Nutrition: A gut feeling

The Gut-Brain Axis

By Hannah Dentry, WAC Dietitian

From fecal transplants to fermented teas, we have seen a recent boom in products and treatments targeting gut health. If you have ever suffered from gastrointestinal distress, you understand how important gut health is. What you may not realize is that the bacteria that live in your gut (microbiome) can influence not only digestive health, but also mental and emotional health due to the gut-brain axis (GBA).

Via the GBA, your intestines and your brain are in constant communication. This two-way communication is powerful. Your gut bacteria can influence brain chemistry related to anxiety, stress response, and memory function. Gut bacteria may even play a role in psychotic disorders such as depression.

By including prebiotic and probiotic foods in your diet, you can positively influence your gut health!

Probiotics: The “good guys” of gut bacteria. Eating foods that contain probiotics as part of a balanced diet helps to establish a healthy, balanced gut microbiome.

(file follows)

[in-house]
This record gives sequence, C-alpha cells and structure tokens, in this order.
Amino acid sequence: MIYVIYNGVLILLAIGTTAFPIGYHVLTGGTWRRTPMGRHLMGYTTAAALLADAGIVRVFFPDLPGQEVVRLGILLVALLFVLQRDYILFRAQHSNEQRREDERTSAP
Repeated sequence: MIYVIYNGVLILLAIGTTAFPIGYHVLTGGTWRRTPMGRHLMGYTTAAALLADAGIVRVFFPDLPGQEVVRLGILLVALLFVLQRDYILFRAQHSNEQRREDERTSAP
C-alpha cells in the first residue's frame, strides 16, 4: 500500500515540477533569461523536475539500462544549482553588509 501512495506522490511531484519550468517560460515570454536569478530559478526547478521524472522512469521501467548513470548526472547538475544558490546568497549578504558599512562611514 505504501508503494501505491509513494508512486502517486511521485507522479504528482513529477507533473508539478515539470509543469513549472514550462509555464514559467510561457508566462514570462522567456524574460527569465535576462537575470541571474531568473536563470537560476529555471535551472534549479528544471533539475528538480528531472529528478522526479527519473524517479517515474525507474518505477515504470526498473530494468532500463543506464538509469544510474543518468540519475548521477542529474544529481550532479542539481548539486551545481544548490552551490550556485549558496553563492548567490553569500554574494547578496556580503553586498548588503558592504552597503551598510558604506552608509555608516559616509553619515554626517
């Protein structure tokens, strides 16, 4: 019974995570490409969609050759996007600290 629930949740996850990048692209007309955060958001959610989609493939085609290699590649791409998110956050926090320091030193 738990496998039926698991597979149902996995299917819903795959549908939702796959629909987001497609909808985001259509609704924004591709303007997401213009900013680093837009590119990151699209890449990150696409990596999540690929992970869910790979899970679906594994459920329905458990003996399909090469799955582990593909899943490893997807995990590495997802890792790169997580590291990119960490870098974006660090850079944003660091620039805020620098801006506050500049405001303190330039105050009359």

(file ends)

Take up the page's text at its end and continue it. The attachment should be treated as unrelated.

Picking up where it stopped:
Dairy based:

  • Fermented milk, such as kefir
  • Yogurt


  • Kimchee
  • Kombucha
  • Sauerkraut
  • Sourdough bread
  • Tempeh and miso

PrebioticsYour good gut bacteria (probiotics) use these foods as fuel.

  • Artichokes
  • Asparagus
  • Bananas
  • Raw garlic
  • Leeks
  • Onion
  • Whole wheat foods

Other ways to improve your gut health:

  • Drink plenty of water
  • Eat your vegetables and whole grains (sources of insoluble fiber)
  • Manage stress
  • Stay active

Prebiotics and probiotics are more bioavailable (have an active effect on your body) when eaten in the form of food. You are also less likely to overconsume them when you eat them naturally instead of relying on supplements.

—Posted September 5, 2018

More Athletics & Wellness

Run, bike, and swim like never before
Busting Nutrition Myths
Weight loss and you